Some carriers still don’t see how software-defined networking (SDN) will fit into their networks — at least, not in its current state.
You can’t blame them for their skepticism, because they’ve been burned before. ISDN and ATM were supposed to simplify network operations, too, and neither one panned out, as industry veterans explained during a recent discussion hosted by the Metro Ethernet Forum (MEF).
Moreover, SDN and network functions virtualization (NFV) are likely to bring more complexity to the network at first, because of the management and orchestration required, executives said.
Carriers like the promise of SDN and NFV. It’s the business model that worries them. ISDN and ATM failed to take over the network because, in the end, they “didn’t pass the dollar test,” said Bob Mandeville, president of testing consultancy Iometrix.
Exactly how SDN can change the carrier business model is “very hard to see,” said James Walker, vice president of managed networked services at Tata Communications. (That’s him in the photo above, with Mandeville in the background.)
Carrier SDN lacks an urgent, specific use case to propel it — as opposed to data-center SDN, which is being prodded by the increase in east-west traffic and the need to flexibly network all these virtualized functions.
One use case commonly discussed is the ability to dial up bandwidth on demand, giving customers a boost during peak times. But Walker, in a brief discussion with me at the MEF event, picked that apart.
The No. 1 reason why people request variable bandwidth is to use it for backup connections, he claimed. In other words, they want Tata to keep this extra chunk of bandwidth available for the rare instance when a connection goes down. And when that does happen, it’s probably down for everybody in that area because something happened — meaning all those customers need their backup bandwidth all at once. Keeping all that bandwidth on the ready just isn’t a good business plan.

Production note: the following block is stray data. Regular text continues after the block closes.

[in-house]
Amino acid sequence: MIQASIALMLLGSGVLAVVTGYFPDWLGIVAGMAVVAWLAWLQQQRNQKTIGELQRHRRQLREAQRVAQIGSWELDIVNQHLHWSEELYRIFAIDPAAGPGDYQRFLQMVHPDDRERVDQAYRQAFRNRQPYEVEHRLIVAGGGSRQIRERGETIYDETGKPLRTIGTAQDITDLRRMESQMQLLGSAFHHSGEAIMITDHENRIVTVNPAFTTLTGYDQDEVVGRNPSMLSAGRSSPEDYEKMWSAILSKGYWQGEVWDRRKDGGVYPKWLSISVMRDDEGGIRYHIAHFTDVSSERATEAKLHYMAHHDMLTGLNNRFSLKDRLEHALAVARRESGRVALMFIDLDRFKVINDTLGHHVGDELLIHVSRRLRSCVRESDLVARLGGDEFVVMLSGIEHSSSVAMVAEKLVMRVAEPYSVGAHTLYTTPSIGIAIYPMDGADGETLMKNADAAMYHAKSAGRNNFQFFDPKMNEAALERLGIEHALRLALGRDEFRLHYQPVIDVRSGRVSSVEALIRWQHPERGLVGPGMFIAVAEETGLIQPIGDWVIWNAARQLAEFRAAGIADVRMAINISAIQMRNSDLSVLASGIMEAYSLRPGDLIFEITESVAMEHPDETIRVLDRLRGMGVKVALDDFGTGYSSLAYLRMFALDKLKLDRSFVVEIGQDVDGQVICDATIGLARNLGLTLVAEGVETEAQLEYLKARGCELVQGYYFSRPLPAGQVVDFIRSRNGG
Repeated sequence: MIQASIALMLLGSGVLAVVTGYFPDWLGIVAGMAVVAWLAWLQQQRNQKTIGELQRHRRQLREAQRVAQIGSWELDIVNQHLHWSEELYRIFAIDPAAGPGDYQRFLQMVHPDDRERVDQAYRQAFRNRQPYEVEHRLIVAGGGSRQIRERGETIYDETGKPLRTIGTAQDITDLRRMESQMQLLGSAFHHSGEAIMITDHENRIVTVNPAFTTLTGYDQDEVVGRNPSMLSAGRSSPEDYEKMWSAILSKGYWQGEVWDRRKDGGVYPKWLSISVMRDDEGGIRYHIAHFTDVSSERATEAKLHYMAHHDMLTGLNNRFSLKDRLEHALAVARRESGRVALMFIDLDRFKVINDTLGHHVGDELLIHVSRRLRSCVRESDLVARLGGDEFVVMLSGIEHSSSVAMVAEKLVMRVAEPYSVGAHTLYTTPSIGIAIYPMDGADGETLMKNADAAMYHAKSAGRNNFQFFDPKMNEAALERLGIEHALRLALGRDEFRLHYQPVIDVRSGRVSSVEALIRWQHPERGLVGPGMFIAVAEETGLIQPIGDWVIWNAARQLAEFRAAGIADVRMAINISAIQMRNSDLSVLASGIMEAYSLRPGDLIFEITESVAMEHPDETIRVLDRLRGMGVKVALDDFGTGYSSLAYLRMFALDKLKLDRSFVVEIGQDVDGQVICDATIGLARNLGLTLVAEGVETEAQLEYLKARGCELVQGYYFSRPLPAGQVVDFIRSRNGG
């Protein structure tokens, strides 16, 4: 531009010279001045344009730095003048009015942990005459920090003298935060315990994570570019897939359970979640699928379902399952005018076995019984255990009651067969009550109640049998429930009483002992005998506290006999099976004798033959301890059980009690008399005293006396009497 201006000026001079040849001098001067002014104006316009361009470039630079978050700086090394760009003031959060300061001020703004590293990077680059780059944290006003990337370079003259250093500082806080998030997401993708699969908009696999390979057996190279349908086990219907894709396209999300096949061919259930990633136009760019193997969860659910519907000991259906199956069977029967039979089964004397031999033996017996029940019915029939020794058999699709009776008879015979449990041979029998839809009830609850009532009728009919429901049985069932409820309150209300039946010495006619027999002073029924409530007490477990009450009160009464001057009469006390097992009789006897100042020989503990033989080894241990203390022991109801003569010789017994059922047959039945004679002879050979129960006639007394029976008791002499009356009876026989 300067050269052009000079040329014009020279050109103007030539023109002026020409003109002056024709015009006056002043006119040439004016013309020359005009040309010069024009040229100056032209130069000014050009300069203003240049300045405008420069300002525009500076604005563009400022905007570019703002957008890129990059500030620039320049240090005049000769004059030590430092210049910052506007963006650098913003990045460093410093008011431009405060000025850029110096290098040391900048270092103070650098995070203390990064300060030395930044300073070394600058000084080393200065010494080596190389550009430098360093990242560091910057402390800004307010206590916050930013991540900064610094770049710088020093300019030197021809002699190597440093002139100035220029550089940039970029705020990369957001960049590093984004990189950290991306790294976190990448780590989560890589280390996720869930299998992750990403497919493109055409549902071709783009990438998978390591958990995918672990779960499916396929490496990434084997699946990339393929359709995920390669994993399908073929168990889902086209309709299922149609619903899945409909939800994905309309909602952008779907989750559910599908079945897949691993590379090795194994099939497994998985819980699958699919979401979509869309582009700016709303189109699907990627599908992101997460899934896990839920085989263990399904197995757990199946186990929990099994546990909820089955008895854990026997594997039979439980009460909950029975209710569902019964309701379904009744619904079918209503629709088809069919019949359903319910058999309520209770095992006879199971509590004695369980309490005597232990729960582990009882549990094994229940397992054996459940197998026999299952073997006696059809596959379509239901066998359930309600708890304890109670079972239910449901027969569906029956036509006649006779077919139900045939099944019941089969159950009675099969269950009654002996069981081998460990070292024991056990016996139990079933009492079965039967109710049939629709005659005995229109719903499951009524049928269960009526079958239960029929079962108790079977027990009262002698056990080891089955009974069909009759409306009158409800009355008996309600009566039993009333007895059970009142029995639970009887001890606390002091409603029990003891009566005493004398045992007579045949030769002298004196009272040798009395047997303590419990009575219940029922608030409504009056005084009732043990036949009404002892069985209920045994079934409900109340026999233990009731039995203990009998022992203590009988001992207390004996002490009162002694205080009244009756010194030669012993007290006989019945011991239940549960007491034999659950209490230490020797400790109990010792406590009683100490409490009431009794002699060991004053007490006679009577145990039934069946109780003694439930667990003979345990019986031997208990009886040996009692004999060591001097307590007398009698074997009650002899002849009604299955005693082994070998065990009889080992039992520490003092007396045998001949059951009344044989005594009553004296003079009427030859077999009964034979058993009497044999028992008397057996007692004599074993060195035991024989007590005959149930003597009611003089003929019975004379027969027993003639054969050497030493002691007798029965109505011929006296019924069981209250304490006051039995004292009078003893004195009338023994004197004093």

“What this says to me is: ‘I don’t want to pay for a highway. But as soon as I get in my car, I want a highway.’ Well, someone has to pay for the highway,” he said.
Visibility: Cloudy With a Chance of SDN
Another factor of concern was network visibility. Carriers’ businesses ride on meeting service level agreements (SLAs), which are defined in terms of bit rates and connection uptimes. With SDN, it won’t always be easy to get those metrics.
In Tata’s case, it’s been a five-year effort just to be able to track an application through the network core and observe its performance. “You were talking about integrating something into a customers’ directory environment so you can identify a stream and all of that sort of thing,” Walker said. “I had to replace my entire global core, my MPLS network in order to be able to do that, because I couldn’t do it with my old vendor.”
The cloud is making that job even more difficult. Walker cited an example where a customer depends on being able to sign up accounts through Salesforce.com. The transaction time through Salesforce is 600 to 1,400 milliseconds. This customer can get packets to Salesforce in 10 milliseconds, but then the transaction faces an uncontrollable, unpredictable delay.
Granted, that’s not an SDN problem. But it exemplifies how difficult it’s becoming for carriers to keep application performance snappy.
It’s going to be a universal problem, because customers that previously sent traffic across MPLS networks are relying on the Internet more and more, said Andrew McFadzen, head of global marketing for networks at Orange Business Services. That leads to hybrid networks and the need for application-based routing to steer traffic to the appropriate part of the network.
“That starts as well when we’re looking at things like network functions virtualization. Can we start to look at application based routing as a cloud service? It’s quite fascinating,” McFadzen said.
(Photo courtesy of the MEF.)